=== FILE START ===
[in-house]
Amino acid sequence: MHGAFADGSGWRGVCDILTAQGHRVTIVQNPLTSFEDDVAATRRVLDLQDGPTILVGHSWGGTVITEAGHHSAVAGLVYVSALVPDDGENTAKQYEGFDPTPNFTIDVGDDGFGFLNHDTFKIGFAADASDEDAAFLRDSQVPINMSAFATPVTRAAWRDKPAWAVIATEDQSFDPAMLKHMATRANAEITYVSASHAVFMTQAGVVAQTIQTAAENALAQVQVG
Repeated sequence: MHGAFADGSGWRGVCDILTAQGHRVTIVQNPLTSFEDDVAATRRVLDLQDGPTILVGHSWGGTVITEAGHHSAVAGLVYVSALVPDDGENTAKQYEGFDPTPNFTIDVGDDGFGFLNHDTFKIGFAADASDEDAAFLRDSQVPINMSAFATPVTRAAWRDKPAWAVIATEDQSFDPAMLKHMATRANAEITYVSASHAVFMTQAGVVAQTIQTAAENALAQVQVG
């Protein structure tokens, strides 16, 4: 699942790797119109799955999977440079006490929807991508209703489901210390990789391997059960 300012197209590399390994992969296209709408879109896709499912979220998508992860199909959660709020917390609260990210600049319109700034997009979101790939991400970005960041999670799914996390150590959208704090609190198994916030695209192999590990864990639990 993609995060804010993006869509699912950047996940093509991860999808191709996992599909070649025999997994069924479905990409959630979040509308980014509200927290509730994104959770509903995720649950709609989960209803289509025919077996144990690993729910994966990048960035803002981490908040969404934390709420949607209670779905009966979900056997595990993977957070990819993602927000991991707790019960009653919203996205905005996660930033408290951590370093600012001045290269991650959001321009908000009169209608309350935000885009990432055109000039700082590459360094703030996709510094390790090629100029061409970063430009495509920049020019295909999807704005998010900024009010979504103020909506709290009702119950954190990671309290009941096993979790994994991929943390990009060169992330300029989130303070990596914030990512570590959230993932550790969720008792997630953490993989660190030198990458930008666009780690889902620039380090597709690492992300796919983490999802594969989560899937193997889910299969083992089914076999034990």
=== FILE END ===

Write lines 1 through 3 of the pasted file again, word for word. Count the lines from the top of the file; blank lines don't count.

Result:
[in-house]
Amino acid sequence: MHGAFADGSGWRGVCDILTAQGHRVTIVQNPLTSFEDDVAATRRVLDLQDGPTILVGHSWGGTVITEAGHHSAVAGLVYVSALVPDDGENTAKQYEGFDPTPNFTIDVGDDGFGFLNHDTFKIGFAADASDEDAAFLRDSQVPINMSAFATPVTRAAWRDKPAWAVIATEDQSFDPAMLKHMATRANAEITYVSASHAVFMTQAGVVAQTIQTAAENALAQVQVG
Repeated sequence: MHGAFADGSGWRGVCDILTAQGHRVTIVQNPLTSFEDDVAATRRVLDLQDGPTILVGHSWGGTVITEAGHHSAVAGLVYVSALVPDDGENTAKQYEGFDPTPNFTIDVGDDGFGFLNHDTFKIGFAADASDEDAAFLRDSQVPINMSAFATPVTRAAWRDKPAWAVIATEDQSFDPAMLKHMATRANAEITYVSASHAVFMTQAGVVAQTIQTAAENALAQVQVG